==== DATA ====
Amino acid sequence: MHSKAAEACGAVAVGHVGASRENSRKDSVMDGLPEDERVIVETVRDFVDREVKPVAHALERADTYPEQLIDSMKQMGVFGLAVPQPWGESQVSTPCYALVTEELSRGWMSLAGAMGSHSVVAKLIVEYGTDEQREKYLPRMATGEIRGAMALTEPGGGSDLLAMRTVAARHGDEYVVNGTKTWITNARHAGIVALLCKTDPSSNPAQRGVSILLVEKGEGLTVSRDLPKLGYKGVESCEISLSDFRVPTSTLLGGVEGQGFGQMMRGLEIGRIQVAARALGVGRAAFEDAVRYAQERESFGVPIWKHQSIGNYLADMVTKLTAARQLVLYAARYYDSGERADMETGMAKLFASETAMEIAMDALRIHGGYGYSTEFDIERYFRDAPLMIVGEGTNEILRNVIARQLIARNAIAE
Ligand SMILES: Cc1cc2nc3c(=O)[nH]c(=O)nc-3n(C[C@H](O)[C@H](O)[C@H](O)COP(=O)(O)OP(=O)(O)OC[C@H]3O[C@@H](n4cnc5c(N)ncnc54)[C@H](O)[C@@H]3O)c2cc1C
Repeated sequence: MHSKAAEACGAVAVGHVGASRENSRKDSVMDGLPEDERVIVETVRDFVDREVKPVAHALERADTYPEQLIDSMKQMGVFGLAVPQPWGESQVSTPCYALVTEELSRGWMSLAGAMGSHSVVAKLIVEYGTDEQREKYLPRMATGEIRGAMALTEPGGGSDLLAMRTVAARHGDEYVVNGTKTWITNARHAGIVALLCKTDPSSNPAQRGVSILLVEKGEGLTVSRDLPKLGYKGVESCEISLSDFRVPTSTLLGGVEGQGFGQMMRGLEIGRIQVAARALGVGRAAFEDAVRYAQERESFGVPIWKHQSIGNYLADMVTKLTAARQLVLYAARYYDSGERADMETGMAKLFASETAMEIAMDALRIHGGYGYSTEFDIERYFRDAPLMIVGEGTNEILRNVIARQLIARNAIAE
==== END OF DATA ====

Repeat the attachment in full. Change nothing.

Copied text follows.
Amino acid sequence: MHSKAAEACGAVAVGHVGASRENSRKDSVMDGLPEDERVIVETVRDFVDREVKPVAHALERADTYPEQLIDSMKQMGVFGLAVPQPWGESQVSTPCYALVTEELSRGWMSLAGAMGSHSVVAKLIVEYGTDEQREKYLPRMATGEIRGAMALTEPGGGSDLLAMRTVAARHGDEYVVNGTKTWITNARHAGIVALLCKTDPSSNPAQRGVSILLVEKGEGLTVSRDLPKLGYKGVESCEISLSDFRVPTSTLLGGVEGQGFGQMMRGLEIGRIQVAARALGVGRAAFEDAVRYAQERESFGVPIWKHQSIGNYLADMVTKLTAARQLVLYAARYYDSGERADMETGMAKLFASETAMEIAMDALRIHGGYGYSTEFDIERYFRDAPLMIVGEGTNEILRNVIARQLIARNAIAE
Ligand SMILES: Cc1cc2nc3c(=O)[nH]c(=O)nc-3n(C[C@H](O)[C@H](O)[C@H](O)COP(=O)(O)OP(=O)(O)OC[C@H]3O[C@@H](n4cnc5c(N)ncnc54)[C@H](O)[C@@H]3O)c2cc1C
Repeated sequence: MHSKAAEACGAVAVGHVGASRENSRKDSVMDGLPEDERVIVETVRDFVDREVKPVAHALERADTYPEQLIDSMKQMGVFGLAVPQPWGESQVSTPCYALVTEELSRGWMSLAGAMGSHSVVAKLIVEYGTDEQREKYLPRMATGEIRGAMALTEPGGGSDLLAMRTVAARHGDEYVVNGTKTWITNARHAGIVALLCKTDPSSNPAQRGVSILLVEKGEGLTVSRDLPKLGYKGVESCEISLSDFRVPTSTLLGGVEGQGFGQMMRGLEIGRIQVAARALGVGRAAFEDAVRYAQERESFGVPIWKHQSIGNYLADMVTKLTAARQLVLYAARYYDSGERADMETGMAKLFASETAMEIAMDALRIHGGYGYSTEFDIERYFRDAPLMIVGEGTNEILRNVIARQLIARNAIAE